The concept has grown so popular that even the process of writing of books is being wiki-fied. In the fall of 2006, I accepted an invitation to participate in the writing of a book entitled We are Smarter Than Me, which attempts to demonstrate that a community can write a more compelling book than an individual expert. I can’t say I contributed anything terribly profound, but I did add the following example to the chapter on open-source ideas:
Scott Adams and Dilbert. In 1998, Scott Adams, the creator of the comic strip Dilbert, became the first cartoonist to publish his e-mail address in his carton strip. Whether it was by strategic intent or dumb luck, Adams now regularly supplements his comic strip—which chronicles bureaucratic absurdities, management ineptitude, and bouts of corporate stupidity—with poignant insights and stories from his legions of fans who send him more than one thousand e-mails a day. From this pool of ideas, Adams has been able to augment his own extraordinary creativity to create more cartoon strips, and he also draws on the public’s input to provide better content for his books, websites, and blogs.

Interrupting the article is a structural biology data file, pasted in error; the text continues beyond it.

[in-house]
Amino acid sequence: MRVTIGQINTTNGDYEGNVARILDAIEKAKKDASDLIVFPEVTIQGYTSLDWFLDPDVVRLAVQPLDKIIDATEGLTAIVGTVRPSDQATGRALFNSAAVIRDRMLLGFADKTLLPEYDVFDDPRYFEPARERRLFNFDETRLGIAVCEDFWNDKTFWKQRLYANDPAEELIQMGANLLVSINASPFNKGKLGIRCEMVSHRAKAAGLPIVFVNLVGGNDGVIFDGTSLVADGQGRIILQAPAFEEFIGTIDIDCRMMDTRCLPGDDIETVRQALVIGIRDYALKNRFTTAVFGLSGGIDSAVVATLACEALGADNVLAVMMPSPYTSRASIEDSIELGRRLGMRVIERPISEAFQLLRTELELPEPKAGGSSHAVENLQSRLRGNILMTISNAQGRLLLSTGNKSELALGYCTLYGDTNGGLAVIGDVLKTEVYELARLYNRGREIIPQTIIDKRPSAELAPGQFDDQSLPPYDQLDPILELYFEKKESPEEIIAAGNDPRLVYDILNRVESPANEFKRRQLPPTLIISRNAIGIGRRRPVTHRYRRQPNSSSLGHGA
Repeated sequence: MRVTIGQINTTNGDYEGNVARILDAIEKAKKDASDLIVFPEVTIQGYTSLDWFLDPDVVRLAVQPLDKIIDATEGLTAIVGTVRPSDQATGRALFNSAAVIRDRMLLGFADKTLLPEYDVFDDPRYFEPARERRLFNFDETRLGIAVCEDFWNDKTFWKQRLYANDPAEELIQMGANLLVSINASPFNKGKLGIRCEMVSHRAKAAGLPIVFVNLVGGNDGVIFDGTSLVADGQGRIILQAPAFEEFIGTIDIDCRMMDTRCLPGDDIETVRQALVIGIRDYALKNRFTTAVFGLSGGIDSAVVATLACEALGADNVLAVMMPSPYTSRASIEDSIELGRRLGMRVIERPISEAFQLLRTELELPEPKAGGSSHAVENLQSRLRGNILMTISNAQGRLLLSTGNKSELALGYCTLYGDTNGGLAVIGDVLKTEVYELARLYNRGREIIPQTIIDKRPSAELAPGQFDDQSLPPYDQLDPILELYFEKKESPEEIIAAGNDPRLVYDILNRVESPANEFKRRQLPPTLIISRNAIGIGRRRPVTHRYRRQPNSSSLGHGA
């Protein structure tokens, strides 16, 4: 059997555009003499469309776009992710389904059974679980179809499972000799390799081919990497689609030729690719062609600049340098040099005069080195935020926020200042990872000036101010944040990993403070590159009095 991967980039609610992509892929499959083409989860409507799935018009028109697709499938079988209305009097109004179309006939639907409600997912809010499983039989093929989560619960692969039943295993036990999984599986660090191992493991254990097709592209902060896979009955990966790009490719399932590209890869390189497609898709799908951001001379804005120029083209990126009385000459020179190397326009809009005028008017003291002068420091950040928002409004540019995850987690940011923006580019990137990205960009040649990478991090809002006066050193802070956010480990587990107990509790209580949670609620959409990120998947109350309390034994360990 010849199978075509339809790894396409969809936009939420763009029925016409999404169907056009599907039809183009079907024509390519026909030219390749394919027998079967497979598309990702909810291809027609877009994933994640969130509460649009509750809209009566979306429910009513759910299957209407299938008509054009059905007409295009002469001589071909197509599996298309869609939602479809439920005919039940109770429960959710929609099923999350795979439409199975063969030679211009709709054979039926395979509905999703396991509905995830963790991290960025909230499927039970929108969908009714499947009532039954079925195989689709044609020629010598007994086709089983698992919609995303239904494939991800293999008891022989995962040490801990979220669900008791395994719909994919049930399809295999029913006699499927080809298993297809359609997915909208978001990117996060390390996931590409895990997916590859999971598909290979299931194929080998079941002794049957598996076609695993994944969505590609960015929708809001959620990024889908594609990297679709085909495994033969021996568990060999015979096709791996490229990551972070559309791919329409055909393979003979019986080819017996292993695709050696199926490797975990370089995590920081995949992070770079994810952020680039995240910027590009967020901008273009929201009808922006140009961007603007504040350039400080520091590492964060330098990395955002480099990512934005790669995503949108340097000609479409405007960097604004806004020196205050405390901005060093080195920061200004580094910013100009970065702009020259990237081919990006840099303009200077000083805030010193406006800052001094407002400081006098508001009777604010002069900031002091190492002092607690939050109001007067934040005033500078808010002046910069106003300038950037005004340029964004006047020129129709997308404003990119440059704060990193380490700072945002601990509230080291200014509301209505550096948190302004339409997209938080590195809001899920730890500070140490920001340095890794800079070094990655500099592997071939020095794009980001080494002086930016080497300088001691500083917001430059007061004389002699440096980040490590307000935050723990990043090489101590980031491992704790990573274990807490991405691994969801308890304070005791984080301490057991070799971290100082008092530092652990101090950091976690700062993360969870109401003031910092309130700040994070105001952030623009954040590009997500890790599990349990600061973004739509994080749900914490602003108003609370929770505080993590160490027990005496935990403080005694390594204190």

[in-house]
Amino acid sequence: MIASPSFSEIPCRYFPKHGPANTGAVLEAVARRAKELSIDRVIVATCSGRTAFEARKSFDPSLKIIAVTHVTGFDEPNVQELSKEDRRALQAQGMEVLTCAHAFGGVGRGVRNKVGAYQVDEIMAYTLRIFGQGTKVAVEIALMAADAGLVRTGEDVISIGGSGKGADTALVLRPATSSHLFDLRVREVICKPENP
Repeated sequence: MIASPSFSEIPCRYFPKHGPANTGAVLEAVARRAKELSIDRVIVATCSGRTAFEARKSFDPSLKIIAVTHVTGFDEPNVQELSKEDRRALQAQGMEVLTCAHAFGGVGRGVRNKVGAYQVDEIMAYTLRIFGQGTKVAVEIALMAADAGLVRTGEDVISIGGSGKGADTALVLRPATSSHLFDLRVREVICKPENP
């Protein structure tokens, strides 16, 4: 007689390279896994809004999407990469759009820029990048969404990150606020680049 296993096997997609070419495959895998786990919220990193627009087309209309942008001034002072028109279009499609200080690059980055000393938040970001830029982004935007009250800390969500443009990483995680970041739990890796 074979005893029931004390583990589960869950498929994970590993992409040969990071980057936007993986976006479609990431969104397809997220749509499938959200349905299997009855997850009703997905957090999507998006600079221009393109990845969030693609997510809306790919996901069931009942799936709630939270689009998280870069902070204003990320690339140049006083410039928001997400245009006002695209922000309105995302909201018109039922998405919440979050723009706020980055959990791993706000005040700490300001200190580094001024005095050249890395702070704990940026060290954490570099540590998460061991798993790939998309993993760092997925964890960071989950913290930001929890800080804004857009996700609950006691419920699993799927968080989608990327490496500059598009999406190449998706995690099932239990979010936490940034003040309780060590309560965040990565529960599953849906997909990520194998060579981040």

Whether it will be accepted, modified, or deleted is now in the hands of the community. The more intriguing result will be if the project works and the community creates a compelling book. My hunch is that it will because wikis offer an easy-to-use mechanism for tapping into a wider base of knowledge. Wikis also allow ideas to be shared, modified, amended, and otherwise improved on a faster basis than any conventional system.
—Reprinted with permission from Viva Books
Book: Jump The Curve
Price: Rs 275